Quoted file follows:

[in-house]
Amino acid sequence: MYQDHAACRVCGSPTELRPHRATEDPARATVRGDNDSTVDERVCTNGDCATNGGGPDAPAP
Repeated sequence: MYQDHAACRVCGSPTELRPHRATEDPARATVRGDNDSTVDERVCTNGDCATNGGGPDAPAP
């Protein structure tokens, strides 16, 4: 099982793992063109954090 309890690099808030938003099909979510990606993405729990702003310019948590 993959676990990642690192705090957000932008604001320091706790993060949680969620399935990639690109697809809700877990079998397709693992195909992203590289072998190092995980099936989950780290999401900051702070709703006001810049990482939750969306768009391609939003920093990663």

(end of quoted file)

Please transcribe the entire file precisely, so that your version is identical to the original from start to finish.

[in-house]
Amino acid sequence: MYQDHAACRVCGSPTELRPHRATEDPARATVRGDNDSTVDERVCTNGDCATNGGGPDAPAP
Repeated sequence: MYQDHAACRVCGSPTELRPHRATEDPARATVRGDNDSTVDERVCTNGDCATNGGGPDAPAP
């Protein structure tokens, strides 16, 4: 099982793992063109954090 309890690099808030938003099909979510990606993405729990702003310019948590 993959676990990642690192705090957000932008604001320091706790993060949680969620399935990639690109697809809700877990079998397709693992195909992203590289072998190092995980099936989950780290999401900051702070709703006001810049990482939750969306768009391609939003920093990663």